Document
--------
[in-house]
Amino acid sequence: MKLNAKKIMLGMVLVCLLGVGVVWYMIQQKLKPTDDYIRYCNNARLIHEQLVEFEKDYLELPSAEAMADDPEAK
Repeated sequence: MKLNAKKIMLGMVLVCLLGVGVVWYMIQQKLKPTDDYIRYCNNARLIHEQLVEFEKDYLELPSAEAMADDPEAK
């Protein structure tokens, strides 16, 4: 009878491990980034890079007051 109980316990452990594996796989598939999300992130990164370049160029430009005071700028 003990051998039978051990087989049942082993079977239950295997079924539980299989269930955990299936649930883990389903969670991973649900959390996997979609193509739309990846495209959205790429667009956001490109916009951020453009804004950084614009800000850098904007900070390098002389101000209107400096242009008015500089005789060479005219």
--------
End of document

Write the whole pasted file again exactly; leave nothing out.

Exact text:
[in-house]
Amino acid sequence: MKLNAKKIMLGMVLVCLLGVGVVWYMIQQKLKPTDDYIRYCNNARLIHEQLVEFEKDYLELPSAEAMADDPEAK
Repeated sequence: MKLNAKKIMLGMVLVCLLGVGVVWYMIQQKLKPTDDYIRYCNNARLIHEQLVEFEKDYLELPSAEAMADDPEAK
């Protein structure tokens, strides 16, 4: 009878491990980034890079007051 109980316990452990594996796989598939999300992130990164370049160029430009005071700028 003990051998039978051990087989049942082993079977239950295997079924539980299989269930955990299936649930883990389903969670991973649900959390996997979609193509739309990846495209959205790429667009956001490109916009951020453009804004950084614009800000850098904007900070390098002389101000209107400096242009008015500089005789060479005219």